DBA, The Key to Improving Security and CX Without Compromise

Written by Seshika Fernando, Vice President of Banking and Financial Services, WSO2

Today’s consumers demand Amazon-like digital banking experiences. However, striking the right balance between customer experience and security remains an arduous challenge for banks. A consequence of user-driven authentication mechanisms is that a better customer experience usually comes at the expense of robust security measures.

Contributing to the challenge is the fact that the majority of banks today rely on user-driven customer identity and access management (CIAM) systems. This requires customers to provide information each time verification is needed. One such example, beyond using a basic username and password, is multi-factor authentication (MFA). This form of authentication performs more comprehensive checks on customer authenticity and intent. MFA requires customers to submit different types of information at various verification points during their digital interactions. This information typically comprises three elements: something you know (e.g., a password), something you are (e.g., biometrics/fingerprints), and something you have (e.g., a USB fob or token). While MFA was popular a few years ago, it has now become a nuisance for customers.

Some banks have tried to reduce the friction by introducing biometric verification, but this doesn’t solve the problem completely because it still requires a specific action from the consumer and is only available to users with biometric technology.

While user-driven authentication measures have been crucial in the fight against fraud, they also disrupt the customer experience, create a sense of distrust, and potentially deter customers from completing their transactions. Furthermore, they are not foolproof against sophisticated fraud attempts.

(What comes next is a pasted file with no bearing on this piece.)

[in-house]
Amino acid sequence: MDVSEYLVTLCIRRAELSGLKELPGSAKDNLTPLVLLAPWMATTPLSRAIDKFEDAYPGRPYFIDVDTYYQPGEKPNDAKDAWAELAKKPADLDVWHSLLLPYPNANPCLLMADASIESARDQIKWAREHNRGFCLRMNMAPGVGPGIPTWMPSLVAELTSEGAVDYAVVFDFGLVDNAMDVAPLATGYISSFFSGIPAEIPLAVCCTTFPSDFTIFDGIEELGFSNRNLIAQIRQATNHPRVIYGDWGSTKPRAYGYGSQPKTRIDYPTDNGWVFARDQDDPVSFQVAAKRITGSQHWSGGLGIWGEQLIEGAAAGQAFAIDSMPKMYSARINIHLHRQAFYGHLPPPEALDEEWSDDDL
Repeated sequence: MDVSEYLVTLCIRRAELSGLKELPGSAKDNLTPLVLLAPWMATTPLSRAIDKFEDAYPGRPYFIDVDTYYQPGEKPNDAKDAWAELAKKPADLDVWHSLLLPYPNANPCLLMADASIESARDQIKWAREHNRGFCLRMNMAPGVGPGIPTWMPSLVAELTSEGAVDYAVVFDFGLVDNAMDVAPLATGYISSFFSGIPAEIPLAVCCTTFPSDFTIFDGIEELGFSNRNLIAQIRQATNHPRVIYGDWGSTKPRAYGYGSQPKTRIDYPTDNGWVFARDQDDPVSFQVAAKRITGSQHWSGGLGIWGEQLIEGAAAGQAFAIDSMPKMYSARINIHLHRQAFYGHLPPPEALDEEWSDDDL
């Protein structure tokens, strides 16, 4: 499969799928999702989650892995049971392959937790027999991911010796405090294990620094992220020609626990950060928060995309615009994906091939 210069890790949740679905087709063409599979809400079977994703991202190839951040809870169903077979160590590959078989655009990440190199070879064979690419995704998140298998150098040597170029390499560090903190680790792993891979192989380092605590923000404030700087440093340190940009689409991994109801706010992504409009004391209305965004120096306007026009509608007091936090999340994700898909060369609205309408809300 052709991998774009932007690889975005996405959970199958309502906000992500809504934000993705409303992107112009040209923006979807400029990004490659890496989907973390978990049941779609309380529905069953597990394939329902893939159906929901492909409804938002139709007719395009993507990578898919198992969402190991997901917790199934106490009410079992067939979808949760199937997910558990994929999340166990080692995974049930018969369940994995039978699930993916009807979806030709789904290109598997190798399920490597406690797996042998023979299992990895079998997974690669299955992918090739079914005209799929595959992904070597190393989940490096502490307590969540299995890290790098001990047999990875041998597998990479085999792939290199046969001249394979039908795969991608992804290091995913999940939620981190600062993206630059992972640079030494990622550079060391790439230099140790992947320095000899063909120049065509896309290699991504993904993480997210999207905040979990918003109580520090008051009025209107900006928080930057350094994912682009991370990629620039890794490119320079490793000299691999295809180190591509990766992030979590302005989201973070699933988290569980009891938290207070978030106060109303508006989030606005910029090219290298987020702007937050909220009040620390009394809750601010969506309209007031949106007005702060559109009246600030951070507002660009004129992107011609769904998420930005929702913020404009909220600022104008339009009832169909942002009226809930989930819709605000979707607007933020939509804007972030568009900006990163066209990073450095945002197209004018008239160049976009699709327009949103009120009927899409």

Introducing data-driven behavioural authentication (DBA)

Fortunately, the emergence of data-driven behavioural authentication (DBA) offers the potential for banks to provide the seamless experiences that consumers expect. The crux of DBA is its ability to utilise vast amounts of data to automatically verify customers while they are interacting with the digital banking channel. It does not require the customer to take any specific action, thereby creating a seamless, uninterrupted user experience. Additionally, DBA allows for more comprehensive verifications with increasing frequency. As a result, DBA not only enhances security but also improves customer experience in a virtuous cycle, driving loyalty and trust.

Personalisation through DBA

In today’s ‘always on’ world, consumers tend to expect ultra-personalised digital services, whether it’s movie recommendations from Netflix, workout programmes from Apple Fitness, or a financial statement from their bank. DBA can play a crucial role in meeting those expectations. Unlike traditional CIAM technology, DBA also provides the ability to expose identity data as APIs that can be used for personalisation via AI and machine learning technology.

Personalising financial products goes beyond just collecting data on a customer’s digital banking usage. It involves understanding life events such as buying a home, getting married, or having children, which can be found in other sources like social media feeds. Some progressive banks are already leveraging this information, but it relies on customers’ comfort in sharing such data and the bank’s ability to handle privacy and access it for personalisation. Modern CIAM systems with open banking support enable granular customer consent, allowing them to specify what data can be shared, with whom, for how long, and for what purpose.

DBA presents a compelling solution for banks seeking to enhance security and CX simultaneously. By automating background verification. It also enables banks to deliver ultra-personalised services based on comprehensive customer insights. As banks embrace DBA, they can achieve a delicate balance between security and a seamless customer experience and stay ahead in the increasingly competitive financial services landscape.

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